WHO Plays Bad COP

The World Health Organization’s Framework Convention for Tobacco Control is set to hold its Conference of Parties later this year, in November, in Panama. This article looks at the threat posed to vaping in the United Kingdom and what people who use vapes to quit smoking can do about it.

regulationsThe long words

Firstly, let’s trim things down a bit with some acronyms:

  • World Health Organization – WHO
  • Framework Convention for Tobacco Control – FCTC
  • Conference of Parties – COP

What is the WHO?

To use their words: “WHO is the United Nations agency that connects nations, partners and people to promote health, keep the world safe and serve the vulnerable – so everyone, everywhere can attain the highest level of health.”

What is the FCTC?

There are 192 states who are members of the WHO. 168 nations have signed up to the FCTC and 182 countries ratifies it. They are called ‘parties’ to the convention.

This means these parties are legally bound to:

  • Reduce tobacco use through placing taxes and increasing the prices of tobacco products
  • Ban all tobacco marketing through ads, promotions and sponsorships
  • Enforce smoke free spaces in workplaces and shared public spaces
  • Ensure health warnings are placed on all tobacco products, and
  • Clamp down on the illegal importation of all tobacco products

What is the COP?

Literally a conference that the parties attend where the nations look at how well the FCTC is being fulfilled and what future steps need to be taken.

How do countries implement the FCTC?

Countries get their guidance from the ‘MPOWER policy package’ – a report containing six evidence-based components that was funded by billionaire, ex-smoker, and staunch anti-tobacco activist Michael Bloomberg.

What has the WHO FCTC COP got to do with vaping?

Well, so far we’ve been using the word ‘tobacco’ which everyone understands as things like cigarettes, cigars, cigarillos, chewing and pipe tobacco.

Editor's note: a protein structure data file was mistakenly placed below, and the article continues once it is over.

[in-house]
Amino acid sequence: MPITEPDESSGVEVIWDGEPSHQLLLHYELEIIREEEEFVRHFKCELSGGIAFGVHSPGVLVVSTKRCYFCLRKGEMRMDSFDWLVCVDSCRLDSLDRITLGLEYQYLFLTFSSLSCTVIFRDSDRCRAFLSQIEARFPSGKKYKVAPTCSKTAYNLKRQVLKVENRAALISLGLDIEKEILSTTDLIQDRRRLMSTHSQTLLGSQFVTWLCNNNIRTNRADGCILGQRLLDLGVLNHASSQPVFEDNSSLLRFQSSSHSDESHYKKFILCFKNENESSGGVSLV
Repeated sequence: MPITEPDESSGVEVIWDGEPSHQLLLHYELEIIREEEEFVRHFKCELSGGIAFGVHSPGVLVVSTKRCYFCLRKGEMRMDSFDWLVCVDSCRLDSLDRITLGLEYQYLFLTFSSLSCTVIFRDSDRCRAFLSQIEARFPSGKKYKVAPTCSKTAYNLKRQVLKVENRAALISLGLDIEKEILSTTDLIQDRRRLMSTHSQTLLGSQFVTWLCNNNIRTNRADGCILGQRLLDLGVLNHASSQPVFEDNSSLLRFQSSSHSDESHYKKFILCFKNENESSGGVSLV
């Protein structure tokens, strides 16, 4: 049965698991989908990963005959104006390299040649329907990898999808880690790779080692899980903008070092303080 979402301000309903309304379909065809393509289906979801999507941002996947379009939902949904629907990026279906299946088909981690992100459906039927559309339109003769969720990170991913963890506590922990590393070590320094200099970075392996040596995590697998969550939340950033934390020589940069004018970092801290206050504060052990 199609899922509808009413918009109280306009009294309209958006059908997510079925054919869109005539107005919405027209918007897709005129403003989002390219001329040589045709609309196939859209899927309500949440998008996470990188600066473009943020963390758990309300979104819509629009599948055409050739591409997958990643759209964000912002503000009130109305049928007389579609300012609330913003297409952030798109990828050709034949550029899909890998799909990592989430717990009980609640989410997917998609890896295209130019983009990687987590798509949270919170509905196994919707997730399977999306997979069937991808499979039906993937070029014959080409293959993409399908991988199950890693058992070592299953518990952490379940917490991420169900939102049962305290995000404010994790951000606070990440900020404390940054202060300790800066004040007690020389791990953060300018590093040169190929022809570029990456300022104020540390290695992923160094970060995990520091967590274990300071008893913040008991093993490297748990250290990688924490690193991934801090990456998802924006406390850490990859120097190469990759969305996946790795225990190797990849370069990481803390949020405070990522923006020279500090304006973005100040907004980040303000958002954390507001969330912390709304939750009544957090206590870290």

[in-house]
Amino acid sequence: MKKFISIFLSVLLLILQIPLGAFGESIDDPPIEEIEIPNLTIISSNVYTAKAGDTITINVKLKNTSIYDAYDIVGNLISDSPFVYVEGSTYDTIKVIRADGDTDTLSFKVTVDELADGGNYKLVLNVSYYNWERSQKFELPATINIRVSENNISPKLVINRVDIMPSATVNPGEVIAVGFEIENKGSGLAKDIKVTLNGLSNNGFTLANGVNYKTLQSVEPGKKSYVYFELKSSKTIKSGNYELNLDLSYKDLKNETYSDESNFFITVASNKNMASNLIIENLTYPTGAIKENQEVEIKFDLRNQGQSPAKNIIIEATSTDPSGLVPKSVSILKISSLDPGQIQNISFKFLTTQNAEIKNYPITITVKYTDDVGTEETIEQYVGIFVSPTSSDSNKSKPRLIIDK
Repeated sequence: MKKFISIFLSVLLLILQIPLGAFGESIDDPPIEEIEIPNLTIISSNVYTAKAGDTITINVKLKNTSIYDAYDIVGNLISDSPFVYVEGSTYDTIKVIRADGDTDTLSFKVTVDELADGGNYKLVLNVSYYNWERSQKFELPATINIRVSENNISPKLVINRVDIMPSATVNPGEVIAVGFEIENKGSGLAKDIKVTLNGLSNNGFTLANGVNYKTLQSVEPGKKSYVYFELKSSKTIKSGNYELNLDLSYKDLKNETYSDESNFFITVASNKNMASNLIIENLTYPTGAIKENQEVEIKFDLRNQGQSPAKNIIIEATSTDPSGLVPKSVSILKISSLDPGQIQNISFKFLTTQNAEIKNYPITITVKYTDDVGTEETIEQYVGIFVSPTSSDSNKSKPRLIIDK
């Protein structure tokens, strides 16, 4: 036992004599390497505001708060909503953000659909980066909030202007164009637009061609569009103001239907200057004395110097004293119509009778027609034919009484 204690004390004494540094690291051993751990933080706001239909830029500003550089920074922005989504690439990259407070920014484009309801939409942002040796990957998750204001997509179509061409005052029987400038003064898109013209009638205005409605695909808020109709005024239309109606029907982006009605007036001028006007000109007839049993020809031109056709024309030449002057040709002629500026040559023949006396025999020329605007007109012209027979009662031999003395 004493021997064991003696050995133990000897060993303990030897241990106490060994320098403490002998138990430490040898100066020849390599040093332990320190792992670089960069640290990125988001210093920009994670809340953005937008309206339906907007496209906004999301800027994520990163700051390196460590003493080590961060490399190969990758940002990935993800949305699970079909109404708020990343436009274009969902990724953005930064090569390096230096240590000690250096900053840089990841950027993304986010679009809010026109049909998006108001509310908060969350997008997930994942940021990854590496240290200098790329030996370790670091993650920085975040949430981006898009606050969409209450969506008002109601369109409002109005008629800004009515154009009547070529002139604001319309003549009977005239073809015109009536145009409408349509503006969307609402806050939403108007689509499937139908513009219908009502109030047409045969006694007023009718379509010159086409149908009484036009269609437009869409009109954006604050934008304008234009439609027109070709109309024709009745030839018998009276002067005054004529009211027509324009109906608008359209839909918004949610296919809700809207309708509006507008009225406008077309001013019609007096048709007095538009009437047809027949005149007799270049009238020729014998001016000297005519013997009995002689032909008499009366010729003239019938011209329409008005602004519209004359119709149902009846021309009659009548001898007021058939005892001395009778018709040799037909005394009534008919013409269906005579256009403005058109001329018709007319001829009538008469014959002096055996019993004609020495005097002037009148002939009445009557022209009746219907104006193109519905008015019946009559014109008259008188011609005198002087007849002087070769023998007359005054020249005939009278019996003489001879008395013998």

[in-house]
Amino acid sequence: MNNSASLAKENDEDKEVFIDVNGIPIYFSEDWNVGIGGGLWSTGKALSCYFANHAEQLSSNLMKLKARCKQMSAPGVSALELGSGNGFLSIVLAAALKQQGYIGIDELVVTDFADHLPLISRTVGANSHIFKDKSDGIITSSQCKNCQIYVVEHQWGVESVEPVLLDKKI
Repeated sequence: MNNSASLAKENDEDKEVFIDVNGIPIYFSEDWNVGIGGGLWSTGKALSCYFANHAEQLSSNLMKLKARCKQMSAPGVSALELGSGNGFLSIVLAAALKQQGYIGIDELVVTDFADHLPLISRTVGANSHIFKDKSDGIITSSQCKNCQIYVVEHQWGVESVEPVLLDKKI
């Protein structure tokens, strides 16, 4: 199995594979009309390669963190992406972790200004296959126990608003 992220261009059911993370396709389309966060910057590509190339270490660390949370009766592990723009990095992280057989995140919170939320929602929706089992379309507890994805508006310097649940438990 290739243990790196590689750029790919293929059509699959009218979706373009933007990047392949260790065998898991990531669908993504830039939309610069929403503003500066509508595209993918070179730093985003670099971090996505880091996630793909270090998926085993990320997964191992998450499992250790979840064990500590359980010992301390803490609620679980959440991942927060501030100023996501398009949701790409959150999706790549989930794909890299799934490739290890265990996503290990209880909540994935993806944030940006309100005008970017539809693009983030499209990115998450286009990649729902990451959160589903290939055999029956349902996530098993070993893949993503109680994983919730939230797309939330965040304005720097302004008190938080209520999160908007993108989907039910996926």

This is not the case when the WHO use the word as, since Michael Bloomberg has worked with it and donated a lot of money, the organisation now classes vapes as tobacco products (despite their being no tobacco in eliquid).

What is the threat to vaping from the WHO FCTC COP?

The New Nicotine Alliance (NNA), an independent charity that advocates for nicotine consumers and receives no funding from any industry sources, says the WHO is calling for the following at this year’s COP:

  • A ban on all open system vaping products where you change the coil and/or the eliquid
  • A ban on all eliquid flavours except tobacco
  • A ban on nicotine salt eliquid products
  • Regulating products so that they are all exactly the same and restrict delivery of nicotine
  • Demanding that countries around the world treat vape products the same as combustible tobacco
  • Tax vapes at the same rate as cigarettes
  • Ban vaping where smoking is prohibited
  • Place large graphic health warnings on vape products
  • Implement plain packaging for vape products
  • Ban all vape advertising, promotion and sponsorship

Can I do anything to stop this?

The NNA says: “The UK delegation to the conference, as with all other national delegations, is instructed by the country’s government which, in turn, is answerable to you, the electorate. To ensure that these threats are rejected in November, you must start writing now to express your concerns to your elected representatives and those involved in the COP10 process in the UK.”

The NNA suggests there are two things you can do.

Tell them why the products are so important and why WHO threats must be resisted. Ask them to pass on your concerns to the government and insist the UK stands up for vaping and other non-combustible nicotine alternatives to smoking.”

Also, write to the UK’s FCTC focal point person at this email: addictionspolicy@dhsc.gov.uk

The next COP, COP10, takes place on November 20 to 25 in Panama City. We hope the UK takes the opportunity to share the success it has had with vaping.

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